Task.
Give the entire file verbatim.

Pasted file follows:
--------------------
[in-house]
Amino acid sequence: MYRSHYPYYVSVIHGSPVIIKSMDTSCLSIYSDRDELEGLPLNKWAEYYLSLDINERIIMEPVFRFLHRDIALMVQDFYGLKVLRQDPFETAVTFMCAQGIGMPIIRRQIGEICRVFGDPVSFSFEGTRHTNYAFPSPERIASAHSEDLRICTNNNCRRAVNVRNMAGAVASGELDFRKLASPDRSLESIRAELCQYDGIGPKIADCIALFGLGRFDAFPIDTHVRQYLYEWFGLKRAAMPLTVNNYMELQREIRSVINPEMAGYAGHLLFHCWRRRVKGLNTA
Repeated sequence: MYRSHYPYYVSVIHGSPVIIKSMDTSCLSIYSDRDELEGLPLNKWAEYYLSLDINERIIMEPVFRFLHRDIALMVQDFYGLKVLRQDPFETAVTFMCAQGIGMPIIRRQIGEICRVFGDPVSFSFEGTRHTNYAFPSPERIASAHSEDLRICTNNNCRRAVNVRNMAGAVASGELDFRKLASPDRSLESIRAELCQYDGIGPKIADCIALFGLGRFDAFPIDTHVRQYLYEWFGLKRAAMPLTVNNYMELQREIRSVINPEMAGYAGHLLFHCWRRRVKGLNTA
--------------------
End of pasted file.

[in-house]
Amino acid sequence: MYRSHYPYYVSVIHGSPVIIKSMDTSCLSIYSDRDELEGLPLNKWAEYYLSLDINERIIMEPVFRFLHRDIALMVQDFYGLKVLRQDPFETAVTFMCAQGIGMPIIRRQIGEICRVFGDPVSFSFEGTRHTNYAFPSPERIASAHSEDLRICTNNNCRRAVNVRNMAGAVASGELDFRKLASPDRSLESIRAELCQYDGIGPKIADCIALFGLGRFDAFPIDTHVRQYLYEWFGLKRAAMPLTVNNYMELQREIRSVINPEMAGYAGHLLFHCWRRRVKGLNTA
Repeated sequence: MYRSHYPYYVSVIHGSPVIIKSMDTSCLSIYSDRDELEGLPLNKWAEYYLSLDINERIIMEPVFRFLHRDIALMVQDFYGLKVLRQDPFETAVTFMCAQGIGMPIIRRQIGEICRVFGDPVSFSFEGTRHTNYAFPSPERIASAHSEDLRICTNNNCRRAVNVRNMAGAVASGELDFRKLASPDRSLESIRAELCQYDGIGPKIADCIALFGLGRFDAFPIDTHVRQYLYEWFGLKRAAMPLTVNNYMELQREIRSVINPEMAGYAGHLLFHCWRRRVKGLNTA